Controversial proposals to build nearly a dozen new homes on the edge of Cleator Moor have been given the green light, despite pleas from objectors that the site in question “must be protected, not plundered”.
Copeland Borough Council’s planning panel has now reversed its decision made last month on outline plans for 11 new homes on land at Trumpet Road, on the edge of Cleator Moor.
The panel had voted to recommend the plans be refused at their February meeting, contrary to the advice of the authority’s planning officers.
However, at a further meeting on Wednesday, the panel voted on balance to support the proposals, with five votes in favour, three against, and one abstention.
Outline plans for the homes were rejected several years ago, but had been resubmitted to Copeland Borough Council for consideration again last year.
Sustained local opposition has sought to fight the plans, with more than 100 objections having been received by the council to the new plans.
Several objectors addressed the planning panel’s virtual meeting on Wednesday, with one “imploring” the committee not to grant the application, so as not to “lose this valuable area of Cleator Moor”.
One objector, Julia McClelland, spoke passionately at Wednesday’s meeting on her concerns that allowing the development would “adversely affect the lives of a well-established community living on Trumpet Road”.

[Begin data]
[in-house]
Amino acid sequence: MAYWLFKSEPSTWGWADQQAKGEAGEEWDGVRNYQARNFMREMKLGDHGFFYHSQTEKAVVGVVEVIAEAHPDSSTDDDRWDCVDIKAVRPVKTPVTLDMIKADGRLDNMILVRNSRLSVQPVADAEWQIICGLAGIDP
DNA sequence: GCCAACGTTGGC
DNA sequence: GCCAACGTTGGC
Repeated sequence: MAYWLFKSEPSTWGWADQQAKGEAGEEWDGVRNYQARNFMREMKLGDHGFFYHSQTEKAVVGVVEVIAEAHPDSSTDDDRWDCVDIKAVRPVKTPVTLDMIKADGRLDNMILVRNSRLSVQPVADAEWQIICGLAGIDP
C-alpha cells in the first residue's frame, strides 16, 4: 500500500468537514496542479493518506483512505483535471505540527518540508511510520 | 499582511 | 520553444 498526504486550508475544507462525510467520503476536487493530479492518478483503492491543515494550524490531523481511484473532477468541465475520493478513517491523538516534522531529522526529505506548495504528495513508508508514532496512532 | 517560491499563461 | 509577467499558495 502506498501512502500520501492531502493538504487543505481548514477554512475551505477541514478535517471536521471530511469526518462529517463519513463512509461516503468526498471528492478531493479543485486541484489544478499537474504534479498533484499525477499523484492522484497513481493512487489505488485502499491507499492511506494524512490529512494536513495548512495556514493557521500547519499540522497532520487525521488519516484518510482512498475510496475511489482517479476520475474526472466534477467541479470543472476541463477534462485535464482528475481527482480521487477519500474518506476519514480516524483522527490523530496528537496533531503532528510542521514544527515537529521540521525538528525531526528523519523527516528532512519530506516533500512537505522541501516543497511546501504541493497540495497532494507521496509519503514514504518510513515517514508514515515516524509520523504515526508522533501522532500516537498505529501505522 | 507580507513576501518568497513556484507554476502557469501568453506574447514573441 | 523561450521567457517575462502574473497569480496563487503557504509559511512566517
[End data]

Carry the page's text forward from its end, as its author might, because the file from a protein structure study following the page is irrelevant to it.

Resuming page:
Mrs McClelland said that the site “must be protected, not plundered” by the introduction of “unnecessary” properties, which would render the area close to Dent, on the western fringe of the Lake District, “nothing more than a long-term building site”.
“The local community is deeply worried about the impact of this development blighting the character of the location,” Mrs McClelland added, arguing that the proposed development “threatens” the “distinctive characteristics of Dent” to the east of Cleator Moor.
“Cleator Moor town councillors are against this development,” she added.
Another objector addressing the panel, Adrian Gidney, explained that it is possible to see fells up to 10 miles away from Trumpet Road.
“Building on this land will all but eradicate these views to anyone using Trumpet Road,” he said, while another objector, Mrs Robinson, added that “these views are not only for the people of Trumpet Road, but for the many walkers and the people of Cleator and Cleator Moor.
“The views are admired by the coast to coast walkers who prefer to use the roads rather than tackle Dent, especially the elderly when the weather is bad,” Mrs Robinson told the panel members.
The impact of the proposed development on “locally important views of the westernmost fells of the Lake District National Park from Trumpet Road” was given as a reason for refusing the original application for the homes, as was the fact the proposed development would “adversely affect views” from these fells.
Drawing the panel’s attention to this fact, Mr Gidney stressed that the impact of the proposed homes would not just be experienced by those living along Trumpet Road, but “also vehicle and pedestrian users which includes the thousands of coast to coast walkers each year, which will be significantly affected”.